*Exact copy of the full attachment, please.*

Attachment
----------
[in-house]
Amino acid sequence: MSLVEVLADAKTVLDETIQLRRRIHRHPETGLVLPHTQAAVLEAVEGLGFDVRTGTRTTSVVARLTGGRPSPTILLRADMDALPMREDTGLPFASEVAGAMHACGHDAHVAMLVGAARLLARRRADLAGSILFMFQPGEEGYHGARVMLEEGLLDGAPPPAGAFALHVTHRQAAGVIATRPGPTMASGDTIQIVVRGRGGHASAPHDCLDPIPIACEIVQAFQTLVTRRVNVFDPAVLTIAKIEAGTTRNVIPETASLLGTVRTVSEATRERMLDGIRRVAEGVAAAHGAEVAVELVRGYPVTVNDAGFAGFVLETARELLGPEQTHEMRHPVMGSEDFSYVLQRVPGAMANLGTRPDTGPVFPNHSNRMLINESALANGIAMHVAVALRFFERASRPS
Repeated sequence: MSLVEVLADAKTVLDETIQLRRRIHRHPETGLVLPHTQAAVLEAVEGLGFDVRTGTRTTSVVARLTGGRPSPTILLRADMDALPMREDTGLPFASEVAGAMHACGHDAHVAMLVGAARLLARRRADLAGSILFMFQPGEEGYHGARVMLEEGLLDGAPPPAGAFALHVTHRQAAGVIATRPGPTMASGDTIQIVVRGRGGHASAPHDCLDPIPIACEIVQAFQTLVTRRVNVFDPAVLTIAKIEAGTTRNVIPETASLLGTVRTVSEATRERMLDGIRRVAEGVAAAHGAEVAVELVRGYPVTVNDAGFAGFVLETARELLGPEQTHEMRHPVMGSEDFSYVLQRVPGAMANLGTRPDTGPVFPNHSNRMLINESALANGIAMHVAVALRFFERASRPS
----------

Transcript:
[in-house]
Amino acid sequence: MSLVEVLADAKTVLDETIQLRRRIHRHPETGLVLPHTQAAVLEAVEGLGFDVRTGTRTTSVVARLTGGRPSPTILLRADMDALPMREDTGLPFASEVAGAMHACGHDAHVAMLVGAARLLARRRADLAGSILFMFQPGEEGYHGARVMLEEGLLDGAPPPAGAFALHVTHRQAAGVIATRPGPTMASGDTIQIVVRGRGGHASAPHDCLDPIPIACEIVQAFQTLVTRRVNVFDPAVLTIAKIEAGTTRNVIPETASLLGTVRTVSEATRERMLDGIRRVAEGVAAAHGAEVAVELVRGYPVTVNDAGFAGFVLETARELLGPEQTHEMRHPVMGSEDFSYVLQRVPGAMANLGTRPDTGPVFPNHSNRMLINESALANGIAMHVAVALRFFERASRPS
Repeated sequence: MSLVEVLADAKTVLDETIQLRRRIHRHPETGLVLPHTQAAVLEAVEGLGFDVRTGTRTTSVVARLTGGRPSPTILLRADMDALPMREDTGLPFASEVAGAMHACGHDAHVAMLVGAARLLARRRADLAGSILFMFQPGEEGYHGARVMLEEGLLDGAPPPAGAFALHVTHRQAAGVIATRPGPTMASGDTIQIVVRGRGGHASAPHDCLDPIPIACEIVQAFQTLVTRRVNVFDPAVLTIAKIEAGTTRNVIPETASLLGTVRTVSEATRERMLDGIRRVAEGVAAAHGAEVAVELVRGYPVTVNDAGFAGFVLETARELLGPEQTHEMRHPVMGSEDFSYVLQRVPGAMANLGTRPDTGPVFPNHSNRMLINESALANGIAMHVAVALRFFERASRPS